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Using NLP principles 5: All behaviour is the best choice currently available

Choices graphicThis principle or ‘presupposition’ of NLP can also be stated as ‘there is a positive intention behind every behaviour’ or ‘behaviour is purposeful, given the individual’s perception of the world’. So even if we don’t like the results of some behaviour that we or someone else is doing, the behaviour is the choice that makes most sense to that other person, or that part of us, given their perception of the world.

As always, I suggest that you read the longer description of this principle to get some background before going on to try out the practical suggestions.

Some ways to make this principle work for you:

  1. If there’s something you did in the past that you regret – what would you do differently if that happened next time? What positive lessons have you learned from it?If there is any emotional pain, or guilt, still attached to the memory, that means there is still something to be learned, so, when the time is right, ask yourself “Now what do I need to learn from that event in order to let go of that emotion and move beyond it?” Shine the light of your attention onto what you would do differently now. Take your mental image of the positive lessons you’ve learned and the ways in which you would behave differently and make it big, bright and clear. Now any time you remember that event, you can also see the valuable lessons you’ve learned and how you will act differently.
  2. If you’ve been doing some habit that you want to change, like smoking or overeating, or if you have something like a critical inner voice, or if you have any sort of problem that hasn’t been easy to solve – and you may find this even works for health problems in some cases – suppose for a moment that there’s a positive intention behind it.Of course, the results may not be positive for you, but just for a moment suppose that there is a positive intention behind the problem, or that there’s a payoff or benefit in some sense that the problem or habit is trying to give you.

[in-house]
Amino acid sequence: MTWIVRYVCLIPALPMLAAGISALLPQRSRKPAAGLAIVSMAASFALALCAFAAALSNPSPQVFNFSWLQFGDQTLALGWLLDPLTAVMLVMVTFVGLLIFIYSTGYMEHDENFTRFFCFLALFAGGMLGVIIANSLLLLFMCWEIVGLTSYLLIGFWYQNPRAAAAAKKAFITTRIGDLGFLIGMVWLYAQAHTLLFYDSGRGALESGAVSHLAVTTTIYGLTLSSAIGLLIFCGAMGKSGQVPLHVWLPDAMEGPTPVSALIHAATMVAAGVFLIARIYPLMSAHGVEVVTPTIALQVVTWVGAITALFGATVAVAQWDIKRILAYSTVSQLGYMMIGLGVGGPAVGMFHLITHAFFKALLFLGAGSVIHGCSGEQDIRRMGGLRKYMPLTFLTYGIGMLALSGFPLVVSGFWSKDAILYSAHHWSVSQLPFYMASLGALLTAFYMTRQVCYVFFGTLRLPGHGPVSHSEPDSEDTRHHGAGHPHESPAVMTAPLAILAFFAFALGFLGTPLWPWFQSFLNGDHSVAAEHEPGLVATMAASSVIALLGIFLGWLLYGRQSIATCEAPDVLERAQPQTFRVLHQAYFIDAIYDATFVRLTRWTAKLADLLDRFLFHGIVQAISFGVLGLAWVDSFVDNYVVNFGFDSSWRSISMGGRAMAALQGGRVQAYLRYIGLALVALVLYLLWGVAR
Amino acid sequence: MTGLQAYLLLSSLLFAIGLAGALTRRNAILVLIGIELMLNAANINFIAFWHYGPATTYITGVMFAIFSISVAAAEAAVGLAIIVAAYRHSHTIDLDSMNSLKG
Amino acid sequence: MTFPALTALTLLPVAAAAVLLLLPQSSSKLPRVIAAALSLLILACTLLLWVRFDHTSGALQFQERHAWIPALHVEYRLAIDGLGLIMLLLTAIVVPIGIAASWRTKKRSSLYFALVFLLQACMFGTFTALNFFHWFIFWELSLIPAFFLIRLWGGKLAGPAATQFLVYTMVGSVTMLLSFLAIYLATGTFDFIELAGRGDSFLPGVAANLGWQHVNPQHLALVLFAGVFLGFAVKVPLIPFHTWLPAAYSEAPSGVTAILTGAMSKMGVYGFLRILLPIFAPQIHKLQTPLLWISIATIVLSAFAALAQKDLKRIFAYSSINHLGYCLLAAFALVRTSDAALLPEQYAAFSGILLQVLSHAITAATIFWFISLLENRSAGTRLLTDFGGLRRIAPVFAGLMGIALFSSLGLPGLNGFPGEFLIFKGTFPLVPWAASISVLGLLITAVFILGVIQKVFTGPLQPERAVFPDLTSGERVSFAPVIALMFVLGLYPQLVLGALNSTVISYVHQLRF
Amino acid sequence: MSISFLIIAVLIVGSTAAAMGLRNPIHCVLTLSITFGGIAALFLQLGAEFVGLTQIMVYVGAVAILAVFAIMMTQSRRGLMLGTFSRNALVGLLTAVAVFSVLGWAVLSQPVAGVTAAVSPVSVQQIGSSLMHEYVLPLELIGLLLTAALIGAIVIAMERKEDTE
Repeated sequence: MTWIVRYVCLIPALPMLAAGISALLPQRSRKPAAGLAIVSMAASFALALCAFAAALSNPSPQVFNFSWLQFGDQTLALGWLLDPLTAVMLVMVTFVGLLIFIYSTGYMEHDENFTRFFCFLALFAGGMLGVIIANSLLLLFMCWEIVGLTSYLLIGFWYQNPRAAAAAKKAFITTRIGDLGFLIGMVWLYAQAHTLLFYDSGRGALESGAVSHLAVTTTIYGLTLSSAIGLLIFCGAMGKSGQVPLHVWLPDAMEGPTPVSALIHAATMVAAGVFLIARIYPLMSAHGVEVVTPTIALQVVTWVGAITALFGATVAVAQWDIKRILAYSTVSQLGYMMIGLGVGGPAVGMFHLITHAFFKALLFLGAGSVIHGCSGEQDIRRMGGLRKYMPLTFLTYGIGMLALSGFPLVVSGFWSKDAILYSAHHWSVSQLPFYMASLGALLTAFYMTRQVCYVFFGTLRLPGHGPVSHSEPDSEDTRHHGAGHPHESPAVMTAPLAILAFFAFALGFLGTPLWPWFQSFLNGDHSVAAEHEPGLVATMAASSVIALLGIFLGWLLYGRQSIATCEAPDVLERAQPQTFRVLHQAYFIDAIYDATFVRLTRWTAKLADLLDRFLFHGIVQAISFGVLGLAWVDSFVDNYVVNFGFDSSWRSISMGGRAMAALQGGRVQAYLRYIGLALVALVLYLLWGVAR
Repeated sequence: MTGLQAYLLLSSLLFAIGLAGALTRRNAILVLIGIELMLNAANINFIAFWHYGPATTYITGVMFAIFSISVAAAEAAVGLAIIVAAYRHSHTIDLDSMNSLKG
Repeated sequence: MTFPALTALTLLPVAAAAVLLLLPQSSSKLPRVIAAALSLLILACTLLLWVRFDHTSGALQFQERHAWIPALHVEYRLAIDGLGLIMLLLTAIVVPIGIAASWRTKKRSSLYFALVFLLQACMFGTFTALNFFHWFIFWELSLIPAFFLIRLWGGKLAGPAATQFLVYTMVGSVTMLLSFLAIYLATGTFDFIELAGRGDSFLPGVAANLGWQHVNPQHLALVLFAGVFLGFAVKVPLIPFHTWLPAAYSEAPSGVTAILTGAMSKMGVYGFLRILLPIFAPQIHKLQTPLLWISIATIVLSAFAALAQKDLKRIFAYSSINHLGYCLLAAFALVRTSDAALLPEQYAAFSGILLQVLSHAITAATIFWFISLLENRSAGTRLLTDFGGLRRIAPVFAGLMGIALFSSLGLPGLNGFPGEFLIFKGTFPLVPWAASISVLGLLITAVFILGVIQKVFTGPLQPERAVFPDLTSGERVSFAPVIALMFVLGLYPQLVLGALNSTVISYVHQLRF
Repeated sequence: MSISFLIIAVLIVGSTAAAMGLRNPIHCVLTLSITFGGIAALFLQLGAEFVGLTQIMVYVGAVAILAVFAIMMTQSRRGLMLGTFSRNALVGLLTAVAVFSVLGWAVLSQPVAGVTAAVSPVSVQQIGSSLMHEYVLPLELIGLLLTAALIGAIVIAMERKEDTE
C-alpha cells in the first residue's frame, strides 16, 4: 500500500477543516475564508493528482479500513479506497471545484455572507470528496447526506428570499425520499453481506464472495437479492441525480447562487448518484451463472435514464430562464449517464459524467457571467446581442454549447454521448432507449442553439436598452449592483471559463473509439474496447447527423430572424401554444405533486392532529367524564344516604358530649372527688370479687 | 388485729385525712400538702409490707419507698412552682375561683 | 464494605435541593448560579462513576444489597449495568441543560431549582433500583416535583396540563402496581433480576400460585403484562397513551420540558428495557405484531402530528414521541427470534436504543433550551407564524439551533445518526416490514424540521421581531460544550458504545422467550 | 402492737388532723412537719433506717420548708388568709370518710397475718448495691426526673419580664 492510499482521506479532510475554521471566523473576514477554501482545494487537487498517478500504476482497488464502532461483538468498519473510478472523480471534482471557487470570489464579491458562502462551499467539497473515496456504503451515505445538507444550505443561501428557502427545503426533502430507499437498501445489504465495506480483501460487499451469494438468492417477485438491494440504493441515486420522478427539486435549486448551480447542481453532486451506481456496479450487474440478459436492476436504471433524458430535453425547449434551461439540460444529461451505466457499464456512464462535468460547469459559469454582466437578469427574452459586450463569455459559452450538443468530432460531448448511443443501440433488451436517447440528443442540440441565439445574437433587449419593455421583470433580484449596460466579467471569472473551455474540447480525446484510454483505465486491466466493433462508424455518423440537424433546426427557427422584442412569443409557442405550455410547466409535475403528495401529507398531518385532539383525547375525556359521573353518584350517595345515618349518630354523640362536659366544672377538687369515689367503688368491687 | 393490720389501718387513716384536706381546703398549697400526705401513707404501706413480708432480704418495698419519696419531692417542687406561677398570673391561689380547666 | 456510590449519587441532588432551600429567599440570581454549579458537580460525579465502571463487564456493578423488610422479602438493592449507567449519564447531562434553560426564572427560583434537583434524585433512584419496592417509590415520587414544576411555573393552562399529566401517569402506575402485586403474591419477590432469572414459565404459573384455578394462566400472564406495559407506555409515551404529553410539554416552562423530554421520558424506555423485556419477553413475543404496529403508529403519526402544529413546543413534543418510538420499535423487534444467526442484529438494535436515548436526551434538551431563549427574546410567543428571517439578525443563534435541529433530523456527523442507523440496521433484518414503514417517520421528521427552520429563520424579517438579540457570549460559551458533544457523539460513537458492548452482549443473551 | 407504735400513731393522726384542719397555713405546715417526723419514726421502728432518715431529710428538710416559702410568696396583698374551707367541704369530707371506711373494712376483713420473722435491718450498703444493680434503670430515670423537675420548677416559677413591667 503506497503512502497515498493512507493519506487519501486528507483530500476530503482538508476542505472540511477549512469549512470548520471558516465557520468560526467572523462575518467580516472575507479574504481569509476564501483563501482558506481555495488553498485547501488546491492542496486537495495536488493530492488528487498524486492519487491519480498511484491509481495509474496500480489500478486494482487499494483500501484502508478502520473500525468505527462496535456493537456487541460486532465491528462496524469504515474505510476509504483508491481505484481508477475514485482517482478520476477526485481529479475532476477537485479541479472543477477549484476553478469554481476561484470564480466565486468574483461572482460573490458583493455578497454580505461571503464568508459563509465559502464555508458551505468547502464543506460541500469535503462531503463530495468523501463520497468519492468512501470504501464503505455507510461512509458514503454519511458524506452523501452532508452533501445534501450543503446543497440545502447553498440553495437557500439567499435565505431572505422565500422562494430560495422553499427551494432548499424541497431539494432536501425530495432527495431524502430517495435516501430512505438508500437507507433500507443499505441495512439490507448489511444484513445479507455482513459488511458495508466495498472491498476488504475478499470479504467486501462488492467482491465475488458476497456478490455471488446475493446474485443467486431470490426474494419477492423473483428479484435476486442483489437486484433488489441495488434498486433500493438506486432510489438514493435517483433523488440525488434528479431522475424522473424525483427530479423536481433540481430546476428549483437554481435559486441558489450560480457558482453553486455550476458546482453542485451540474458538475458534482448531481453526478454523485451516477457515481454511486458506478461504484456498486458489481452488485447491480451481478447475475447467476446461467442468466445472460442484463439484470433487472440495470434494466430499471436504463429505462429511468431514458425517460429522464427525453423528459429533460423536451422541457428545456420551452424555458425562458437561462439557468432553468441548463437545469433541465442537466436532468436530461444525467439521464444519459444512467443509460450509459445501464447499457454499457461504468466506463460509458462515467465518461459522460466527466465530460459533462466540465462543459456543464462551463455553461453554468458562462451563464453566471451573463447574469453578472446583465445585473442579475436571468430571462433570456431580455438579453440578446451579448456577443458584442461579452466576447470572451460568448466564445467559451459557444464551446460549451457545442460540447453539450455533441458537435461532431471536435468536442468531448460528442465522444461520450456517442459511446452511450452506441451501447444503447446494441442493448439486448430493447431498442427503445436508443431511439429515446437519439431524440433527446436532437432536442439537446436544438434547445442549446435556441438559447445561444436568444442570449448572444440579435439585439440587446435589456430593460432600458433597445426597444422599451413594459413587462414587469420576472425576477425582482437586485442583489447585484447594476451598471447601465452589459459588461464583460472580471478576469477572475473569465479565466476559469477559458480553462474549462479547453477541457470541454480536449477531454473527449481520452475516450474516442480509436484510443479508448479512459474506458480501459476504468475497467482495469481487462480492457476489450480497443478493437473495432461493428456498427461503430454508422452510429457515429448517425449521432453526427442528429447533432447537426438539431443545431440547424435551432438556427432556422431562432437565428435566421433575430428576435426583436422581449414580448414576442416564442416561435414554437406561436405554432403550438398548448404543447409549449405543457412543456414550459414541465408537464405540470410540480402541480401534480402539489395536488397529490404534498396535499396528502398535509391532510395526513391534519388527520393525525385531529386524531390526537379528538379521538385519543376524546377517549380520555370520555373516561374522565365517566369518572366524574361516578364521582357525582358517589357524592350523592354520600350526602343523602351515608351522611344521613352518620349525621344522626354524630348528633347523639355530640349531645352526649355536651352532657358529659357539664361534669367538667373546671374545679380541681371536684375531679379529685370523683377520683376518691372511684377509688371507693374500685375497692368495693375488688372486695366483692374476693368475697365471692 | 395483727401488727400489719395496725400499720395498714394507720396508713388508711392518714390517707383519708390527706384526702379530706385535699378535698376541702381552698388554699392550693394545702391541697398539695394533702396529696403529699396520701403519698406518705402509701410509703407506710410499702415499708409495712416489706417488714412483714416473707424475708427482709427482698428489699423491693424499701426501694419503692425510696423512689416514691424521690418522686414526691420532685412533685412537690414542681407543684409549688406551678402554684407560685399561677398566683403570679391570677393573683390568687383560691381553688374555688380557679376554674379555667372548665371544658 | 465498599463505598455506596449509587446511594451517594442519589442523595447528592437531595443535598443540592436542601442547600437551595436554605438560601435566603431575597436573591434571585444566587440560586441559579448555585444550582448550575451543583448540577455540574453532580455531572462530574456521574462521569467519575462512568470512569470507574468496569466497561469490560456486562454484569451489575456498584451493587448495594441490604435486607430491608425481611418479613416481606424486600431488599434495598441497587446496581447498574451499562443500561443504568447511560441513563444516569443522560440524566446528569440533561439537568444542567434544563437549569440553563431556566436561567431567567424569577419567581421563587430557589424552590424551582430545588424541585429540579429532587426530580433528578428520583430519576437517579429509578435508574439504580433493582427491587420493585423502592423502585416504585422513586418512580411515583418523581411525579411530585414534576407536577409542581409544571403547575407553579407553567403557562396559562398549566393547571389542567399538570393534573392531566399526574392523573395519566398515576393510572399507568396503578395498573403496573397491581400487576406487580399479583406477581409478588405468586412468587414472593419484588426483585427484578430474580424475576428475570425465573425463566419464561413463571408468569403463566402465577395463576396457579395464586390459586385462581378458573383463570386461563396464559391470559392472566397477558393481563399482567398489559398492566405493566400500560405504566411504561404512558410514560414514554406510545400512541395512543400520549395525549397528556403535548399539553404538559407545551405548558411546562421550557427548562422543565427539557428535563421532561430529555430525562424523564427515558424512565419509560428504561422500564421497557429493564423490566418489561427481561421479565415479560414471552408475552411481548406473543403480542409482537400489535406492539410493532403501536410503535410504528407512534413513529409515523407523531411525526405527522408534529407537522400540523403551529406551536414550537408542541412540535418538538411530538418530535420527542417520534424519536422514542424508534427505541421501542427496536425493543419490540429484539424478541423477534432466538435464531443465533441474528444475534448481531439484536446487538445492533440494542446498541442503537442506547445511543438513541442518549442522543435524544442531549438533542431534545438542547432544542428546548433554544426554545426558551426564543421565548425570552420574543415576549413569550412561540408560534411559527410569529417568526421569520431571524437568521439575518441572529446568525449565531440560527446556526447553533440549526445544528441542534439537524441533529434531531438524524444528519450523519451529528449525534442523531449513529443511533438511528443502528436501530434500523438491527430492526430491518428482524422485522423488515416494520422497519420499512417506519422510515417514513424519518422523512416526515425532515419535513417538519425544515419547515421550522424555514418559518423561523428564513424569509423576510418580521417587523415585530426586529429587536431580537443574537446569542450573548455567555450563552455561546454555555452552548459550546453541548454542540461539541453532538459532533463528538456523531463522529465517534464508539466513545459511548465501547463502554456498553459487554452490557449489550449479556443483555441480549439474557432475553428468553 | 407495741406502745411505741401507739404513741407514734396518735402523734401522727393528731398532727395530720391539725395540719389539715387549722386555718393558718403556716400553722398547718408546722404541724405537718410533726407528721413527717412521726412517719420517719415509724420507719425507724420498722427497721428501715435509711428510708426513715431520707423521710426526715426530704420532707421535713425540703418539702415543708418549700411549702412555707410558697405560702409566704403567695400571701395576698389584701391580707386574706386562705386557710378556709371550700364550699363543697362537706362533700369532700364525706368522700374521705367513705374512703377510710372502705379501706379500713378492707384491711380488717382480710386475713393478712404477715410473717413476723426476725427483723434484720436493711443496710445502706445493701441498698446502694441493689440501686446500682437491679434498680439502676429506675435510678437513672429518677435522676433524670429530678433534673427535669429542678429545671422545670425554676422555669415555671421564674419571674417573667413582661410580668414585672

So what is that problem or habit trying to do for you, as well as it currently knows how? Take a moment to think about it. How else could you get that benefit, once you let go of that habit or problem? Maybe you can think of three or four possible ways to get a similar benefit – or better – without the negative effects of the problem or habit.

  3. And this will be a big one for some of you – “all behaviour is the best choice currently available” applies to other people as well. So when other people do things you don’t like, even the worst things, they are doing it because it seems to them, with their map of the world, like the best choice available.
     
    Getting angry about what other people do, if the anger doesn’t spur you to take action to resolve the conflict or get them to change what they’re doing, only affects you. Especially if the reason you’re getting angry is because they ‘should’ be doing something else, according to your map and your values.

    So if there’s someone out there who you really dislike – it could be a neighbour, or a public figure, or a close family member – try this exercise:

      1. Think of that person – see them in your mind’s eye. Notice how you feel, without getting sucked into the feeling. Observe the feeling from a distance, knowing that it will pass like every other thought and feeling.
      2. Briefly put yourself in that person’s shoes, having had their upbringing, seeing the world as they see it.
      3. Now come back to yourself and look at that person again, and say to yourself: “Just like me, they are doing the best they can.” Notice any changes in how you feel. And bring everything that you’ve learned back with you as you come back to normal awareness.

Why not let us know how you get on with these exercises by leaving a comment?

© 2012 – 2019, Andy Smith. All rights reserved.

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